When not activated, the Javelin Staff appears as a six inch long rod of golden hued metal, but with a thought, the wielder can command it to extend to one of its functional sizes; A 4 foot Javelin, 6 foot staff or 10 foot pole. All three of these alternate forms cause the Javelin Staff to appear as a staff of shimmering green light, almost weightless but as hard as steel.

In Javelin form, the weapon may be thrown (with the range and damage stats of a Spear) with a bonus of +1 to hit and damage. This attack form is always Diana's last choice.

In staff form, the Javelin Staff may be used as a standard quarterstaff, either to bludgeon or trip opponenets, with a bonus of +1 to hit and damage. Damage from a successful bashing attack is 1d8. Before the attack roll is made, the wielder may declare a trip attack instead, lowering potential damage to 1d4, but causing the target to fall prone if a Saving Throw vs. Paralysis is failed. The DM may assign bonuses to this Saving Throw in the event the target is significantly larger than man-sized, or has more than two legs.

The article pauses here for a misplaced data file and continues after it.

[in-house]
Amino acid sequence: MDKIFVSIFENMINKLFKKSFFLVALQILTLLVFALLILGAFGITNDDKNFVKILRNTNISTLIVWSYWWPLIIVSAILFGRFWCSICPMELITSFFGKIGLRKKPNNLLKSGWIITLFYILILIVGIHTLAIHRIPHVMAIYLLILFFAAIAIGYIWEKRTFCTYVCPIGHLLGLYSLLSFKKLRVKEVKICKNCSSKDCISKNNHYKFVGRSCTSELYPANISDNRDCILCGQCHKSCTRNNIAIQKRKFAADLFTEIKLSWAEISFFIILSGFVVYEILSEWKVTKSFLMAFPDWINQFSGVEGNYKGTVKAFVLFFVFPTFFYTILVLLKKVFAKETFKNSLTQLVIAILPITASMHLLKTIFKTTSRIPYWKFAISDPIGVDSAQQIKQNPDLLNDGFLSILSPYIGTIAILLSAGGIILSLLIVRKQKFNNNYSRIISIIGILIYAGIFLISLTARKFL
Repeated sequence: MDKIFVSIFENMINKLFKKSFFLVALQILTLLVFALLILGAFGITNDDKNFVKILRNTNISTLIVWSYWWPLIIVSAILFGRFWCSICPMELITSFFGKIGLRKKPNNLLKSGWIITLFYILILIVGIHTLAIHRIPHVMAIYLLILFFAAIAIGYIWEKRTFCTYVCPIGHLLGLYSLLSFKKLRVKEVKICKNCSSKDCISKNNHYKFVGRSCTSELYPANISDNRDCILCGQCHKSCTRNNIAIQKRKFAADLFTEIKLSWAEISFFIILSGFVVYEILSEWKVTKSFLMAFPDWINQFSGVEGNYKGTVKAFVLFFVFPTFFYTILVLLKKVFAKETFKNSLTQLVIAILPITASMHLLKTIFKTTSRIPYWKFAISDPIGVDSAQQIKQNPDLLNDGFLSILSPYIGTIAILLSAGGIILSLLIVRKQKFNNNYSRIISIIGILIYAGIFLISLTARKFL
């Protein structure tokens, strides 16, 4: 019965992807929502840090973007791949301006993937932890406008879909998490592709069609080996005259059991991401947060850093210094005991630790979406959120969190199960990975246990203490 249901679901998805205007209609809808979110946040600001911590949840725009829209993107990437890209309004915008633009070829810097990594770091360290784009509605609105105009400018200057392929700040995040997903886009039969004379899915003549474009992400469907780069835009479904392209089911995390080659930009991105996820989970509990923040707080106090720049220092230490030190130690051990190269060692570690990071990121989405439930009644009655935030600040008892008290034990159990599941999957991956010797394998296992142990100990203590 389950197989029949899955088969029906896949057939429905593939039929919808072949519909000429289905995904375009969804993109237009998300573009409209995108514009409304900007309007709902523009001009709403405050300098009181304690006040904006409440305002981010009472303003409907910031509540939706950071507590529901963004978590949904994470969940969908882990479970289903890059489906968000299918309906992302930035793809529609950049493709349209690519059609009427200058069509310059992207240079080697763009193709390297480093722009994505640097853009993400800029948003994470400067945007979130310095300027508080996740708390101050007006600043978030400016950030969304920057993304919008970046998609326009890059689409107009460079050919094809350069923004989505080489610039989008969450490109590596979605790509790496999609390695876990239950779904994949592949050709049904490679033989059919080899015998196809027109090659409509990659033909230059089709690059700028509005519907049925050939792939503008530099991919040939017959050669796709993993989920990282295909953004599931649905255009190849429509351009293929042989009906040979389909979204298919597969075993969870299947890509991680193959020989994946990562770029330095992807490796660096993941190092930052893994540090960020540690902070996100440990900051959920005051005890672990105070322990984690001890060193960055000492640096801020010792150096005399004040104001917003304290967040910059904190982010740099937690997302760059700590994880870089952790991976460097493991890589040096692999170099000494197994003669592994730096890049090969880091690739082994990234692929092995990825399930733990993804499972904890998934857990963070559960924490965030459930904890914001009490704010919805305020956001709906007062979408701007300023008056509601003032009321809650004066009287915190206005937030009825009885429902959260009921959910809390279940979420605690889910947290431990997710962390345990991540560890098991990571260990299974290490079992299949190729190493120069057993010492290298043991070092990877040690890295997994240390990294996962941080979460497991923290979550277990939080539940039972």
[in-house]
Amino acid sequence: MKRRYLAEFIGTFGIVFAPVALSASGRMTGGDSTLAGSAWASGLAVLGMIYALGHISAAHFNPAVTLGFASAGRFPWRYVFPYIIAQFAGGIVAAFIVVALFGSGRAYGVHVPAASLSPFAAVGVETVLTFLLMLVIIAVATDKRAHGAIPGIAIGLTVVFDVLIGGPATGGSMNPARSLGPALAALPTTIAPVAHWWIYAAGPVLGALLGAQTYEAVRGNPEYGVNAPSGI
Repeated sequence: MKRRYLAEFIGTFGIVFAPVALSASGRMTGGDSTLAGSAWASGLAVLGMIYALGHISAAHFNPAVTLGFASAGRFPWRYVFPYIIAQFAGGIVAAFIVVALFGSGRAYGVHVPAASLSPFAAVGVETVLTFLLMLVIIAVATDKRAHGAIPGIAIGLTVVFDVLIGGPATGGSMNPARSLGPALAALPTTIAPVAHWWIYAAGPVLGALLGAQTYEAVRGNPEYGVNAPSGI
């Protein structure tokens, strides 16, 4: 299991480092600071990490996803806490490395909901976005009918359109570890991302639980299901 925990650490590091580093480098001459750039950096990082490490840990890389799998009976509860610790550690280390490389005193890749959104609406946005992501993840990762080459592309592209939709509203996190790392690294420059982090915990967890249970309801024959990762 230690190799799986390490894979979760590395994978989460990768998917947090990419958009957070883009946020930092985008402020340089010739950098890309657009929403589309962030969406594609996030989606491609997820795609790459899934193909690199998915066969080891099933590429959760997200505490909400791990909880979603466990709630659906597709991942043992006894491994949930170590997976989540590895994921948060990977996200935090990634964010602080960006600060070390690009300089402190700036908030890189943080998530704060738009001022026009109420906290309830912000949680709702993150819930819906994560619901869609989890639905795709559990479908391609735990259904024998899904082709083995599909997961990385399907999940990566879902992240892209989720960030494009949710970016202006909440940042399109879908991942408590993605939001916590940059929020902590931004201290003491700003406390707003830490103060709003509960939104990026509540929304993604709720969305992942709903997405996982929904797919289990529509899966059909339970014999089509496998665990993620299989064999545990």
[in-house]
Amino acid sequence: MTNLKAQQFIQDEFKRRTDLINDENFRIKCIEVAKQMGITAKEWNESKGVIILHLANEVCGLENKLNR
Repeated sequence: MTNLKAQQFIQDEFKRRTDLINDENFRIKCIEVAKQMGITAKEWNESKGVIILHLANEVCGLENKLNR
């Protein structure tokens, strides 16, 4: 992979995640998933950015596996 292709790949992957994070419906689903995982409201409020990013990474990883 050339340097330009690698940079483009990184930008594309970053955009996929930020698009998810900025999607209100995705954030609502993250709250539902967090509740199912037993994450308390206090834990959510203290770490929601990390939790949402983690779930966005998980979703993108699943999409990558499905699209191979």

The weapon's 10 foot pole form is not a weapon at all! Besides all the common (and creative) uses for this ubiqitous dungeoneering tool, in this form, the wielder is endowed with impressive acrobatic skills, listed below with their base chances of success, as well as Diana's modified chances, for ease of reference.

Tightrope Walking: (80+Dex)% Diana: 98%
By using the Javelin Staff as a balancing pole, the wielder can easily cross most tightropes and similar narrow edges.

Pole Vault: Dex Check Diana: 18
By making a 25 foot approach at full movement rate, the staff is used to aid in jumps for height, adding its length to the approximate height of the wielder to determine the total height of the jump, ie 13 feet for halflings, 14 feet for dwarves, 15 feet for elves, and 16 feet for humans. A successful dexterity ability check must be made, or the jumper fails to reach the full height, slamming into any obstacles (including walls, if trying to vault atop) and falling to the ground. Such a failed jump requires a Save vs Paralysis to avoid suffering 1d2 points of falling damage.

Attempting to retain hold of the Javelin Staff after a pole vault (successful or otherwise) is quite difficult, requiring a check against 1/2 of the character's dexterity score.

Parry Flurry: Dex Check Diana: 18